At least, that seems to be how many people remember it, in whole or in part. That’s how the story of the Challenger is often retold, in oral tradition and broadcast news, in public speeches and in private conversations and all around the Internet. But spaceflight historians believe that each element of the opening paragraph is factually untrue or at best extremely dubious. They are myths, undeserving of popular belief and unworthy of being repeated at every anniversary of the disaster.
The flight, and the lost crew members, deserve proper recognition and authentic commemoration. Historians, reporters, and every citizen need to take the time this week to remember what really happened, and especially to make sure their memories are as close as humanly possible to what really did happen.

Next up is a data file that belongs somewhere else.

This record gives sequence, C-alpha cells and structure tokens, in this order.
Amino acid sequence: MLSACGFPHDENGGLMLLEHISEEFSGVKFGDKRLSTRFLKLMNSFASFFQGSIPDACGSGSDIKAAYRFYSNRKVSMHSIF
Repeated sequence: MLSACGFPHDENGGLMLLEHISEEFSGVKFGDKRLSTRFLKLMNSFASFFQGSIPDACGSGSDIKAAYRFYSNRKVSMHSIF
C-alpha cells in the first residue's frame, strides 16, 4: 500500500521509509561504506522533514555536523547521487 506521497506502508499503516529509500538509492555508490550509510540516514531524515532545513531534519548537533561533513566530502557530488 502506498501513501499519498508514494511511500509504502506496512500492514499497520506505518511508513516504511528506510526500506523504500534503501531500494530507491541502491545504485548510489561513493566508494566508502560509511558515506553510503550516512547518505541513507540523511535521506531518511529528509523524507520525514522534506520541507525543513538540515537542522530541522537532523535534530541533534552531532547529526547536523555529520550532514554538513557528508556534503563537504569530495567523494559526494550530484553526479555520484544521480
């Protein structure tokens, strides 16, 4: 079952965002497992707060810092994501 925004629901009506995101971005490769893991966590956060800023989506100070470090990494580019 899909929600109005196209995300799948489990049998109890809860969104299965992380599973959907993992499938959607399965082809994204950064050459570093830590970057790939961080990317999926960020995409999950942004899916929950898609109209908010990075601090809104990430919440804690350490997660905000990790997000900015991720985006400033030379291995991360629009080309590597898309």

If that happens, here's the way the mission may be remembered:
- Few people actually saw the Challenger tragedy unfold live on television.
- The shuttle did not explode in the common definition of that word.
- The flight, and the astronauts’ lives, did not end at that point, 73 seconds after launch.
The capsule went hurtling towards the ocean at two hundred miles an hour at 200 G. They lost consciousness certainly, but they were still alive until the hit the water.
- The design of the booster, while possessing flaws subject to improvement, was neither especially dangerous if operated properly, nor the result of political interference.
- Replacement of the original asbestos-bearing putty in the booster seals was unrelated to the failure.
- There were pressures on the flight schedule, but none of any recognizable political origin.
- Claims that the disaster was the unavoidable price to be paid for pioneering a new frontier were self-serving rationalizations on the part of those responsible for incompetent engineering management — the disaster should have been avoidable.